While you don't expect Manning to drop another seven touchdowns on a team, it's clear he is going to look for Welker an awful lot, and Welker should have success just like he did against the Baltimore Ravens.
The Dallas Cowboys were looking to generate a few turnovers, so they brought in Monte Kiffin and his Cover 2 defense.
The result was a game where they sacked Eli Manning three times, forced a trio of interceptions and recovered three fumbles.
Now, the defense did allow Eli Manning to rack up 450 yards and four touchdowns, but Alex Smith is not Eli Manning.
The Kansas City Chiefs have a better offensive line than the Giants do, but far fewer weapons at wide receiver and a quarterback who isn't going to look deep downfield very often.
Smith looks like he might be a solid fill-in quarterback during certain matchups, but this isn't one of them.
Jerome Simpson had a heck of a day against the Detroit Lions, didn't he? How else can you describe seven catches for 140 yards?
So, why bench him?
Two words: Bears defense.
The Bears defense is no less dangerous without departed head coach Lovie Smith.
While it only registered a single sack and allowed two passing touchdowns, it also generated three turnovers.
Charles Tillman and Tim Jennings continue to be one of the best cornerback tandems in the league, helped by pressure from the front seven. Either one of them will cover Simpson with ease.
When you look at the Lions secondary, it just doesn't compare. The Bears are simply far better.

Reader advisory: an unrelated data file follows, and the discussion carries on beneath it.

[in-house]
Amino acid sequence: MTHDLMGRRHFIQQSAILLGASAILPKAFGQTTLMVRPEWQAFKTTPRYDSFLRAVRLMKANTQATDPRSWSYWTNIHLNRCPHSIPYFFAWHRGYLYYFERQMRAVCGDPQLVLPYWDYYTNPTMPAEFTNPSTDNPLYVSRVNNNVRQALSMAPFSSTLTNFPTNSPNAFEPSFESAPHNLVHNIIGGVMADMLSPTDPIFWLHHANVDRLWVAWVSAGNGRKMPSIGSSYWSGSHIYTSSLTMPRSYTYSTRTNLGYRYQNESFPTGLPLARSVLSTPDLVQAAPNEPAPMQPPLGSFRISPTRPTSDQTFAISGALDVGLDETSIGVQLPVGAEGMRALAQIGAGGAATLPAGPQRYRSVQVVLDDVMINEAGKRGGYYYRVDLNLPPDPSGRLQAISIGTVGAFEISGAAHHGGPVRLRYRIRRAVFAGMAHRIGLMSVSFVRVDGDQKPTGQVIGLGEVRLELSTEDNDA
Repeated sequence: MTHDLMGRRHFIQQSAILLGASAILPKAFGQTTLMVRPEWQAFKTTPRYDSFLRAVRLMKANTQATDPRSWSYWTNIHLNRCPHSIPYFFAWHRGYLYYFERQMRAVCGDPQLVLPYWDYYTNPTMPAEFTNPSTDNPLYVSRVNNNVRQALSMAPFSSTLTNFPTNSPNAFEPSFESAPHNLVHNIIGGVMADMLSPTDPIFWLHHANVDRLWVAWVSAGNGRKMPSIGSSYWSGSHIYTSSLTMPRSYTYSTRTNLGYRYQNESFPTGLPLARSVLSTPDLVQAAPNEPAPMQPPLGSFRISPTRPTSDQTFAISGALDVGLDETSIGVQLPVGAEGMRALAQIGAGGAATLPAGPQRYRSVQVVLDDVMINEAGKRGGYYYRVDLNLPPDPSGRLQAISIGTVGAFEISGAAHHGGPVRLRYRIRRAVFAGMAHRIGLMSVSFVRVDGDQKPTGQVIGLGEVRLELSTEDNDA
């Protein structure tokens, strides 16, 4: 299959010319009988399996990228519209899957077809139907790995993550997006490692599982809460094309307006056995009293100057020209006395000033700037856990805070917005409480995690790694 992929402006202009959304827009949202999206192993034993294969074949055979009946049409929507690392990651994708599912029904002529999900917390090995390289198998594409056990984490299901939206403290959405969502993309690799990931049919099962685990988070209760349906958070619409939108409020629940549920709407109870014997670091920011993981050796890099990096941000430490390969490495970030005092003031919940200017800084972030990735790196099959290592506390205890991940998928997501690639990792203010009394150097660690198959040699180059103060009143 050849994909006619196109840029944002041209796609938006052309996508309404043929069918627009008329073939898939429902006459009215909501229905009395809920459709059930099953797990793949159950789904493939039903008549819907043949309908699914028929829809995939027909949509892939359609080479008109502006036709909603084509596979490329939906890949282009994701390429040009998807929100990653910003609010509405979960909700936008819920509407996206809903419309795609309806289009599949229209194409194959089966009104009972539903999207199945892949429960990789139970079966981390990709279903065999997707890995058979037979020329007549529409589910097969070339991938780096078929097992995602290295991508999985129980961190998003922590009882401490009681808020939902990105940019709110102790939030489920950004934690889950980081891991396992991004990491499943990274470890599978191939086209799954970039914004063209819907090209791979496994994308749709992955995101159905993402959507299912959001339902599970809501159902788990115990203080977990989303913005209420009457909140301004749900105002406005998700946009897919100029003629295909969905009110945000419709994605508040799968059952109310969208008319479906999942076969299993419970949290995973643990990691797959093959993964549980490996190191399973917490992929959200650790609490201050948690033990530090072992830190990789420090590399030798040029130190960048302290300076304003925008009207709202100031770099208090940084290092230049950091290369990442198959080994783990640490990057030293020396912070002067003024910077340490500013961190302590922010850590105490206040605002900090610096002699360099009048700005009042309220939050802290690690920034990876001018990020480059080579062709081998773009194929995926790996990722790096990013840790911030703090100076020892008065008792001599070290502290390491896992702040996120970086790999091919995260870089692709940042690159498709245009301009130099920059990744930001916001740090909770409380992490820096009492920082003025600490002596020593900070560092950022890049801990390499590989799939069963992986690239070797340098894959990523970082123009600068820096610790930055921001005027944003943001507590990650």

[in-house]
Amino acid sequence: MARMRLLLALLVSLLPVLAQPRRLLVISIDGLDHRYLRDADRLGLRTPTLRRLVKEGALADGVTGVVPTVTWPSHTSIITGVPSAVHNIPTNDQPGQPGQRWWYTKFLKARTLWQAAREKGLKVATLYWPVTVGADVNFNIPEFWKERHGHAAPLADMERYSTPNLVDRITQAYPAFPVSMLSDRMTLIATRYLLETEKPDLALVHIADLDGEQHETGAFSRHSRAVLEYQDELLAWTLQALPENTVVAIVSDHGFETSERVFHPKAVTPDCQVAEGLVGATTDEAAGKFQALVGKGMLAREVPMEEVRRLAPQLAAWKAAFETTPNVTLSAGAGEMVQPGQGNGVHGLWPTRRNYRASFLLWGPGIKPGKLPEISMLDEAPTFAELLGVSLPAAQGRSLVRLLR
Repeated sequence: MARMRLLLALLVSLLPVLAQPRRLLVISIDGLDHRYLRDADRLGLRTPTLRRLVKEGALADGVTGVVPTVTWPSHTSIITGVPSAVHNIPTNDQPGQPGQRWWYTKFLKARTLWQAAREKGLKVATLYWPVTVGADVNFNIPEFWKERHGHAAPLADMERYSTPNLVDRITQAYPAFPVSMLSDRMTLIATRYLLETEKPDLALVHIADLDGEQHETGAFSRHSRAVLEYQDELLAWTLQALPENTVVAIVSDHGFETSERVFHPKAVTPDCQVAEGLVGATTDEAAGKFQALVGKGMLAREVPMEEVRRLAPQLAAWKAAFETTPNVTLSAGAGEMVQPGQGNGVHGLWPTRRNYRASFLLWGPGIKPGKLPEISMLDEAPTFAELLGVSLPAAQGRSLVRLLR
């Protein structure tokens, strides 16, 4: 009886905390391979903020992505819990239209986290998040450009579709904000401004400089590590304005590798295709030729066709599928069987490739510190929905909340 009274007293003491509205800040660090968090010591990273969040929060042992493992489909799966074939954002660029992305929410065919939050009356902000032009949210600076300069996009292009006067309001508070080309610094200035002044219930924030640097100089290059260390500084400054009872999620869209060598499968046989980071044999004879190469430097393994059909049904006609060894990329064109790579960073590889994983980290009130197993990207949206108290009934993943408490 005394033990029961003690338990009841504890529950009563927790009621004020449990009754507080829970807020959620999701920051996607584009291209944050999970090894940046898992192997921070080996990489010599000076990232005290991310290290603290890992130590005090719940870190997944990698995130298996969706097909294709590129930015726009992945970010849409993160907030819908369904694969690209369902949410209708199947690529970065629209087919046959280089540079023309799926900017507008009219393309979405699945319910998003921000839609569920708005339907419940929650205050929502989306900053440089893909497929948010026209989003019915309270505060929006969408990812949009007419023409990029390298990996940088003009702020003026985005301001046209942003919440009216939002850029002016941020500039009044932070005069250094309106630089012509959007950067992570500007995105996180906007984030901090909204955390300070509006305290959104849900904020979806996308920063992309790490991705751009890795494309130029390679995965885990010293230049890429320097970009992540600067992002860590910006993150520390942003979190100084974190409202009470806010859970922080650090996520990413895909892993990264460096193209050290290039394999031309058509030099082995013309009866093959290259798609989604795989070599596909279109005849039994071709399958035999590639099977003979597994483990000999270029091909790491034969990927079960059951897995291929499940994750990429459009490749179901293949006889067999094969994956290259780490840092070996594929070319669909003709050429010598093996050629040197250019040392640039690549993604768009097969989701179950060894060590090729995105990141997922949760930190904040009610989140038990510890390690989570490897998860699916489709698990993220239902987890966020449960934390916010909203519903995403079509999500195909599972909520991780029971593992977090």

Besides, we've seen Christian Ponder struggle when pressured.
Simpson might have more days ahead of him like he had in Week 1, but they won't come against cornerbacks like these.
Andy Dalton and the Cincinnati Bengals fell just short against the Chicago Bears, but that shouldn't take anything away from a good effort by Dalton against a tough defense.
The two interceptions were disappointing, but his 282 yards and two touchdowns were more than enough to offset the turnovers.
The Steelers, on the other hand, may be ranked second in the NFL against the pass, but they had just one sack and zero interceptions. The defense looked every bit of its age last week against the Tennessee Titans (Troy Polamalu's excellently timed blitz aside).
The Bengals offensive line is more than up to the task of slowing the pass rush down and giving Dalton plenty of time to hit Tyler Eifert and A.J. Green.
He'll be a rock-solid start this week.
James Jones was the odd man out against the San Francisco 49ers on Sunday, and there is very little to make one feel that will change consistently enough to have him in your lineup.
Jones was on the field for every offensive snap, but was targeted just twice. This was partially due to the 49ers' outstanding coverage, but the logical explanation is that there aren't enough snaps to go around.
The matchup isn't too bad, really. It's just that the targets will be spread thin with such a talented receiving corps. Starting Jones means you're assuming one of the other three receiving options will fall out of favor. That's risky, and there are likely better options on your bench.
Andrew Garda is a member of the Pro Football Writers Association. He is also a member of the fantasy football staff at Footballguys.com and the NFL writer at CheeseheadTV.com. You can follow him at @andrew_garda on Twitter.